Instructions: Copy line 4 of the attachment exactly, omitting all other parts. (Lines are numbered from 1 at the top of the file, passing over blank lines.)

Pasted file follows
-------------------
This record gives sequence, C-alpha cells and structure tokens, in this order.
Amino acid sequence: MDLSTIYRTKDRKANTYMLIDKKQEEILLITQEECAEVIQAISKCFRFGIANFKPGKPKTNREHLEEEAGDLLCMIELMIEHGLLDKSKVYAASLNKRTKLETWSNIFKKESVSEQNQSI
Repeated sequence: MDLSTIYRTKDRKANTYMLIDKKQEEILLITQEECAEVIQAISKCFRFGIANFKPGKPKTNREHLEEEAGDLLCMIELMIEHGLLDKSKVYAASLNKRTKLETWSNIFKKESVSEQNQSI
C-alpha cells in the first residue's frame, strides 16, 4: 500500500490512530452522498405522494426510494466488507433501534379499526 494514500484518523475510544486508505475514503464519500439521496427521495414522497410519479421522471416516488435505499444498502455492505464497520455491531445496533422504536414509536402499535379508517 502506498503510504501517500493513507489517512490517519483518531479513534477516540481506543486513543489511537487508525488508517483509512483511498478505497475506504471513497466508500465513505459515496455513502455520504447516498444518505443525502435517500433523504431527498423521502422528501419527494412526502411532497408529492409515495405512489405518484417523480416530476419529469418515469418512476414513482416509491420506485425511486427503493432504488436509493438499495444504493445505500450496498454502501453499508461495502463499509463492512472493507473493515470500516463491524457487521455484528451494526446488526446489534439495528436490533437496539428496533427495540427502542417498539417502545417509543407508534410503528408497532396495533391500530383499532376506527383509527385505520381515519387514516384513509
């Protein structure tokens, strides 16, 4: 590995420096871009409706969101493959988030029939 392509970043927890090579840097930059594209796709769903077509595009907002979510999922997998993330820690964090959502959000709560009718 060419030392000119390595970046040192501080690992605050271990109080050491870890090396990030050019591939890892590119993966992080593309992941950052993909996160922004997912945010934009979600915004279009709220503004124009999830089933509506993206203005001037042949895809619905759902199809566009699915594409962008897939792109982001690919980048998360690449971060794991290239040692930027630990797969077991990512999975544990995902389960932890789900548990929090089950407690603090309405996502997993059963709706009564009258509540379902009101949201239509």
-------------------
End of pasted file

C-alpha cells in the first residue's frame, strides 16, 4: 500500500490512530452522498405522494426510494466488507433501534379499526 494514500484518523475510544486508505475514503464519500439521496427521495414522497410519479421522471416516488435505499444498502455492505464497520455491531445496533422504536414509536402499535379508517 502506498503510504501517500493513507489517512490517519483518531479513534477516540481506543486513543489511537487508525488508517483509512483511498478505497475506504471513497466508500465513505459515496455513502455520504447516498444518505443525502435517500433523504431527498423521502422528501419527494412526502411532497408529492409515495405512489405518484417523480416530476419529469418515469418512476414513482416509491420506485425511486427503493432504488436509493438499495444504493445505500450496498454502501453499508461495502463499509463492512472493507473493515470500516463491524457487521455484528451494526446488526446489534439495528436490533437496539428496533427495540427502542417498539417502545417509543407508534410503528408497532396495533391500530383499532376506527383509527385505520381515519387514516384513509